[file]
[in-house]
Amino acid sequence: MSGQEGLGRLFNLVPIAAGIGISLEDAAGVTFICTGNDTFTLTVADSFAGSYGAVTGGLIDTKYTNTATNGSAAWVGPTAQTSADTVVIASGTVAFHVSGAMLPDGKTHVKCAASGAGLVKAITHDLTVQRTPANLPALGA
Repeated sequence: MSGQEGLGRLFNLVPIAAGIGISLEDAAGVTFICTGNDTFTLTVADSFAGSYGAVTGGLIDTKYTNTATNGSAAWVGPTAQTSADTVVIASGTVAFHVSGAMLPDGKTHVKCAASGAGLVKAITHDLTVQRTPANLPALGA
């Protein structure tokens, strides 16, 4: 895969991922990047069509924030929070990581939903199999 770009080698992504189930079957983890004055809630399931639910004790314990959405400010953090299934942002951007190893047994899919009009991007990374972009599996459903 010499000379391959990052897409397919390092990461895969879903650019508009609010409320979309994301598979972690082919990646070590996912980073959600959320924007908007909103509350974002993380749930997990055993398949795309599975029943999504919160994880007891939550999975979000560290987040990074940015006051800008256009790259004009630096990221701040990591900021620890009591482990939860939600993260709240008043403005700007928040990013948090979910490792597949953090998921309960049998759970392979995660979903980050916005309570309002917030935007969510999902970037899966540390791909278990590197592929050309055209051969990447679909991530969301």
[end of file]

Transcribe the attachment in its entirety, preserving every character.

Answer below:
[in-house]
Amino acid sequence: MSGQEGLGRLFNLVPIAAGIGISLEDAAGVTFICTGNDTFTLTVADSFAGSYGAVTGGLIDTKYTNTATNGSAAWVGPTAQTSADTVVIASGTVAFHVSGAMLPDGKTHVKCAASGAGLVKAITHDLTVQRTPANLPALGA
Repeated sequence: MSGQEGLGRLFNLVPIAAGIGISLEDAAGVTFICTGNDTFTLTVADSFAGSYGAVTGGLIDTKYTNTATNGSAAWVGPTAQTSADTVVIASGTVAFHVSGAMLPDGKTHVKCAASGAGLVKAITHDLTVQRTPANLPALGA
């Protein structure tokens, strides 16, 4: 895969991922990047069509924030929070990581939903199999 770009080698992504189930079957983890004055809630399931639910004790314990959405400010953090299934942002951007190893047994899919009009991007990374972009599996459903 010499000379391959990052897409397919390092990461895969879903650019508009609010409320979309994301598979972690082919990646070590996912980073959600959320924007908007909103509350974002993380749930997990055993398949795309599975029943999504919160994880007891939550999975979000560290987040990074940015006051800008256009790259004009630096990221701040990591900021620890009591482990939860939600993260709240008043403005700007928040990013948090979910490792597949953090998921309960049998759970392979995660979903980050916005309570309002917030935007969510999902970037899966540390791909278990590197592929050309055209051969990447679909991530969301």